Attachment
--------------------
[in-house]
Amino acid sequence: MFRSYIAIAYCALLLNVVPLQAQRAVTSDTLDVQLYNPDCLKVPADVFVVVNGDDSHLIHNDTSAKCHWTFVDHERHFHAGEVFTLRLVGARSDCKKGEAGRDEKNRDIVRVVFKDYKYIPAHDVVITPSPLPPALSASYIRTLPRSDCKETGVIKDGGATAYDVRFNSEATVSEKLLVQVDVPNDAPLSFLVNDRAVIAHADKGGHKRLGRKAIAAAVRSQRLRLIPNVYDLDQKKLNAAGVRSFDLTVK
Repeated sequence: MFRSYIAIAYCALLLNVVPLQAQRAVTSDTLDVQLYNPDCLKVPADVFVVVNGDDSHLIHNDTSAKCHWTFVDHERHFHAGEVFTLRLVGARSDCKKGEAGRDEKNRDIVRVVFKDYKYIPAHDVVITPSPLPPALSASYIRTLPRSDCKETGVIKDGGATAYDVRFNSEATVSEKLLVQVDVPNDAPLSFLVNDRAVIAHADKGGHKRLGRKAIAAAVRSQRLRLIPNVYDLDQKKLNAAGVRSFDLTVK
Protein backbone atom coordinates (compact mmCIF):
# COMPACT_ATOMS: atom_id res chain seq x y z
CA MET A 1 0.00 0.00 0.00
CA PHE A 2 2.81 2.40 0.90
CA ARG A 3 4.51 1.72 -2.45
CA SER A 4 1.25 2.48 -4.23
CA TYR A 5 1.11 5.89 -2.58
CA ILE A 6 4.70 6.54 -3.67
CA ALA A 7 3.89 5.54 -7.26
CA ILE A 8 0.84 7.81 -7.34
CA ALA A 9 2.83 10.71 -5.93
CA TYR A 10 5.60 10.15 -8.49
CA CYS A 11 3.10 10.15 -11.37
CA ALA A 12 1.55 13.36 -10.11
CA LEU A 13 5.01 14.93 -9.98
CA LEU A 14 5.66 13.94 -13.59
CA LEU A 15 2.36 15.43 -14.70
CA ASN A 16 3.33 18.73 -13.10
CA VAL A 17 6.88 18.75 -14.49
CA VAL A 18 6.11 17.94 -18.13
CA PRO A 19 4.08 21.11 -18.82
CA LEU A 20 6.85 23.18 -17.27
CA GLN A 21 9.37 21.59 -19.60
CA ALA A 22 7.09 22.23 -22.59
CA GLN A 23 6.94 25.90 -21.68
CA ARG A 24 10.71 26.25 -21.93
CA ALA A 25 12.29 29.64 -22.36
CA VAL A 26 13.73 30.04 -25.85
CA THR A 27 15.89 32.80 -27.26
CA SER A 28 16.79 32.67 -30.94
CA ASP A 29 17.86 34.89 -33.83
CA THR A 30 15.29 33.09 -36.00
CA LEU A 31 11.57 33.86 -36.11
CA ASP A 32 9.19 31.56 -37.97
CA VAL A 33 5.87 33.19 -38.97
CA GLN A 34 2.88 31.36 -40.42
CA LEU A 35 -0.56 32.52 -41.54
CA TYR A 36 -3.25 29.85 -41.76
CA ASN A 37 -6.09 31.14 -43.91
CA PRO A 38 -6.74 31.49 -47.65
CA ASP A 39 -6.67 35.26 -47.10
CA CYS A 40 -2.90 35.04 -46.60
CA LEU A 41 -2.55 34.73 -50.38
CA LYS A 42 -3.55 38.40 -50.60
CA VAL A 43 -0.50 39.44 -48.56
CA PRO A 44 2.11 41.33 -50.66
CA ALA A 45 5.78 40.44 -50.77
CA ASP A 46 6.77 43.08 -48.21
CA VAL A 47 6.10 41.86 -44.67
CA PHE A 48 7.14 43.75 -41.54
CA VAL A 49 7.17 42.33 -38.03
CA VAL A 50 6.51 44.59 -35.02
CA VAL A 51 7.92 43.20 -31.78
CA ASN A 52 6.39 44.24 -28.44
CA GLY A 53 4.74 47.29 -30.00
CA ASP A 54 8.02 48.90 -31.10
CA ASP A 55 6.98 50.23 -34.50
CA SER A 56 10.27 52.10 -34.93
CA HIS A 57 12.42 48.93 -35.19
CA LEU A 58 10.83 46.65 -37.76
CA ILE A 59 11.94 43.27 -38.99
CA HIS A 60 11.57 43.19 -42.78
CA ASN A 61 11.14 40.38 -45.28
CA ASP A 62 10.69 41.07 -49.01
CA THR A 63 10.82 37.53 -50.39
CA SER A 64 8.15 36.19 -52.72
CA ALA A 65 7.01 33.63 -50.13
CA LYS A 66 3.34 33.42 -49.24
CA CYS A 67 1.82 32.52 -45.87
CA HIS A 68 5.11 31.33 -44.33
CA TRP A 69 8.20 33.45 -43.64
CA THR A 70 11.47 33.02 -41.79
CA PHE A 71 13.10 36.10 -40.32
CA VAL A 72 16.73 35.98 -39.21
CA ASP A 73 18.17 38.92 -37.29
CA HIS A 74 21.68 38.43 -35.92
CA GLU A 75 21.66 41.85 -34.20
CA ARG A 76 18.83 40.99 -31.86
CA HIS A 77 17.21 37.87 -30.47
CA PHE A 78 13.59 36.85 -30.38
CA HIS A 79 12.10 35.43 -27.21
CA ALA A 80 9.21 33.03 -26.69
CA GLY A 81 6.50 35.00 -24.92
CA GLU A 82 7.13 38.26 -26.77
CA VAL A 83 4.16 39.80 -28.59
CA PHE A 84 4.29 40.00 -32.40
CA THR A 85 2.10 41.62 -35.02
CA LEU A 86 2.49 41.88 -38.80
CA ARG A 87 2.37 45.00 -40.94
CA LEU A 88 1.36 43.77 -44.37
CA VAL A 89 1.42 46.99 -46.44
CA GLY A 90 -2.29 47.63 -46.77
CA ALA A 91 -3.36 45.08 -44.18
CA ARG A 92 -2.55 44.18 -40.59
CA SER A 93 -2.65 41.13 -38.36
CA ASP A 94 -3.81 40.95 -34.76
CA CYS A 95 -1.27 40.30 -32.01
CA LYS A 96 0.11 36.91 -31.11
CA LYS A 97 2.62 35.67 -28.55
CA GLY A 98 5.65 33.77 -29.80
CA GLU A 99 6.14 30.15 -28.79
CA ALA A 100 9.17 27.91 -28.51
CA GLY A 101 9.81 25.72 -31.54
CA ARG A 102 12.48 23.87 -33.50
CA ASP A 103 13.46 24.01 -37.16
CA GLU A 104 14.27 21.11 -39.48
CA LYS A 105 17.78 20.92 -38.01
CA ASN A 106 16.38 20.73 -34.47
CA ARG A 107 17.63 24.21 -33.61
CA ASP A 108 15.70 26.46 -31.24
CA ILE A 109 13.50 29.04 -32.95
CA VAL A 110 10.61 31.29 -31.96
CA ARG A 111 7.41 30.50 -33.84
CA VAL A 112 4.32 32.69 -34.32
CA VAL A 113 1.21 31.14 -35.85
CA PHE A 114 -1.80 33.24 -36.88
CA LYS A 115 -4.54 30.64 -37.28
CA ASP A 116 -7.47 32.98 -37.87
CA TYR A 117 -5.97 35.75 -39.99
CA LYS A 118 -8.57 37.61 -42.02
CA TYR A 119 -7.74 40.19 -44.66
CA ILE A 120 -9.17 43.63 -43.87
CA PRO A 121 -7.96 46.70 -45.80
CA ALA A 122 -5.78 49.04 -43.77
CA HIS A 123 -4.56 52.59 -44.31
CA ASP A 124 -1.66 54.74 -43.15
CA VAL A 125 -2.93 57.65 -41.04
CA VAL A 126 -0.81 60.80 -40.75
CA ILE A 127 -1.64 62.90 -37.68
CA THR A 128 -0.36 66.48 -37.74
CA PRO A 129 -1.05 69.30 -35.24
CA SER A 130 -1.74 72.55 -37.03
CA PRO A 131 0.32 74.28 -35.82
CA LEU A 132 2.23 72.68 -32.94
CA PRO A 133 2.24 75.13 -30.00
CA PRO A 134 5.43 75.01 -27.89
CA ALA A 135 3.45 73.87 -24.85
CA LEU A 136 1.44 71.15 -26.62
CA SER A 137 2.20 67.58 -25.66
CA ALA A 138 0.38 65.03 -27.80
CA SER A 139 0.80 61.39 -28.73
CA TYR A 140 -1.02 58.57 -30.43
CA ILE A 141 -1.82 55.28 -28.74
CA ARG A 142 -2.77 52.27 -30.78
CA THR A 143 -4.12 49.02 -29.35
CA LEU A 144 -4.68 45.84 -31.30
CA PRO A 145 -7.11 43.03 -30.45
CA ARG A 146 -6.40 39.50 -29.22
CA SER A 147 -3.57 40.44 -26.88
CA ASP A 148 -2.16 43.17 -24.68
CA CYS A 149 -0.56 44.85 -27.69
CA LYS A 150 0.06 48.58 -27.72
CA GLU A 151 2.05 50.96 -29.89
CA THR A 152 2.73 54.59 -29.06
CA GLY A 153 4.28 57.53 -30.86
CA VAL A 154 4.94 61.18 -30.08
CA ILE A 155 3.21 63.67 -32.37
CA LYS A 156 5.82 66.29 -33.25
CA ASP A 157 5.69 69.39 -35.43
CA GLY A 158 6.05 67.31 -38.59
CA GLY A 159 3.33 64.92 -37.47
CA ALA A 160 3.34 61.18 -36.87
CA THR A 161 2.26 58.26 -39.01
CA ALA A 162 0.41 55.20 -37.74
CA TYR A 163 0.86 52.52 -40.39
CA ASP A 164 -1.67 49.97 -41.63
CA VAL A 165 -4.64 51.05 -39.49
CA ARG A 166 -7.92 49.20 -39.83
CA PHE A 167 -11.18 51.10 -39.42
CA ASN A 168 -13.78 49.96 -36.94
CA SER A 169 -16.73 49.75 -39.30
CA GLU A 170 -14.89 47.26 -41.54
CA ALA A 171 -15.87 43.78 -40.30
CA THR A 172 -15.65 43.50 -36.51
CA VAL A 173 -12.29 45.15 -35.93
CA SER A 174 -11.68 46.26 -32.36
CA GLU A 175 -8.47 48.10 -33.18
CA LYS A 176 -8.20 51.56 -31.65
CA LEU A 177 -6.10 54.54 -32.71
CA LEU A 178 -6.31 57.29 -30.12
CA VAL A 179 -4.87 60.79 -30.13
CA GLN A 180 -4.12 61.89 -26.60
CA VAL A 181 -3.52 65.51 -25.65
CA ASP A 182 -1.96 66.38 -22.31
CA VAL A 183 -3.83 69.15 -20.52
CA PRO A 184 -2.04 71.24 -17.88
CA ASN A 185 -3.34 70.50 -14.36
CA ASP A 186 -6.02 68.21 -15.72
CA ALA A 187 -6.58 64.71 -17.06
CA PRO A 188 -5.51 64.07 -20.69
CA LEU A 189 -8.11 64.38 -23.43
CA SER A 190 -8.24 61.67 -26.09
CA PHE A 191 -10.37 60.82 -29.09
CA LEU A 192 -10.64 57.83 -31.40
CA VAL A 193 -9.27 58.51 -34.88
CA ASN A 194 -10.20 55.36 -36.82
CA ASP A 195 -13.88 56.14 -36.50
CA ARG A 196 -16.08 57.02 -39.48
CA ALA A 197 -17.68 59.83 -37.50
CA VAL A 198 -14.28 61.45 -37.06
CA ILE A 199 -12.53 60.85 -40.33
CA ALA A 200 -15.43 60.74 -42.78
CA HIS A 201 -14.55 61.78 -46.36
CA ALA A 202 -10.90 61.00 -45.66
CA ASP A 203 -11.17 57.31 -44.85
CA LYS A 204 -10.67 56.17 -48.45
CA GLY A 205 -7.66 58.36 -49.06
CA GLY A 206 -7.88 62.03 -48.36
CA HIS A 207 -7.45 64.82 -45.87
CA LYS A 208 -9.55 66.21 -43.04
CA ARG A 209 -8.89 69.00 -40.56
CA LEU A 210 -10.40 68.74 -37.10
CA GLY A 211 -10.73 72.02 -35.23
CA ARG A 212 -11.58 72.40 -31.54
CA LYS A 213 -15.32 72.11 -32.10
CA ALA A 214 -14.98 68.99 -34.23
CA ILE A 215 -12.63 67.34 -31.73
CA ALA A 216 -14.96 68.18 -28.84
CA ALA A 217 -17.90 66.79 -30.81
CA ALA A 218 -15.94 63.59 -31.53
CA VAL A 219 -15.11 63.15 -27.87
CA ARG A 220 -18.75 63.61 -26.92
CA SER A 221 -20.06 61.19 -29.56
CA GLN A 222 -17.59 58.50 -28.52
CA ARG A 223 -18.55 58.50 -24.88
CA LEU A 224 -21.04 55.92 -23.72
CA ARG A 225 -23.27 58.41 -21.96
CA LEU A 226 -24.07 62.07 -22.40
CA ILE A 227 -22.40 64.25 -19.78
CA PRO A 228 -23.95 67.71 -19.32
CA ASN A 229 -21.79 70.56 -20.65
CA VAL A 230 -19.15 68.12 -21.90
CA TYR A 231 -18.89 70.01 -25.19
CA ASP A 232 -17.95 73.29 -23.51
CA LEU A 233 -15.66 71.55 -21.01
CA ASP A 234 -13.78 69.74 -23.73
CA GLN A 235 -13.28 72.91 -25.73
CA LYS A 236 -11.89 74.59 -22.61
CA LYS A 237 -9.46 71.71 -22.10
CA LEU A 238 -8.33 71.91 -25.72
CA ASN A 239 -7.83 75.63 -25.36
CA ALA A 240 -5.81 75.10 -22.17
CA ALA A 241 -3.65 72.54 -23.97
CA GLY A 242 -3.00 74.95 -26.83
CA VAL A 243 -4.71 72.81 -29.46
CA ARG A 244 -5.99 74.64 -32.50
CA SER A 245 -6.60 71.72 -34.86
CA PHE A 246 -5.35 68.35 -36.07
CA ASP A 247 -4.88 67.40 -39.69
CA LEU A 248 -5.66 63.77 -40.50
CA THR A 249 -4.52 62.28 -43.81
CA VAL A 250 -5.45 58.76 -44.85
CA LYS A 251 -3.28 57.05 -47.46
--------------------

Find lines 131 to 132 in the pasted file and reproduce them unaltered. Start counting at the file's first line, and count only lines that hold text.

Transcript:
CA VAL A 126 -0.81 60.80 -40.75
CA ILE A 127 -1.64 62.90 -37.68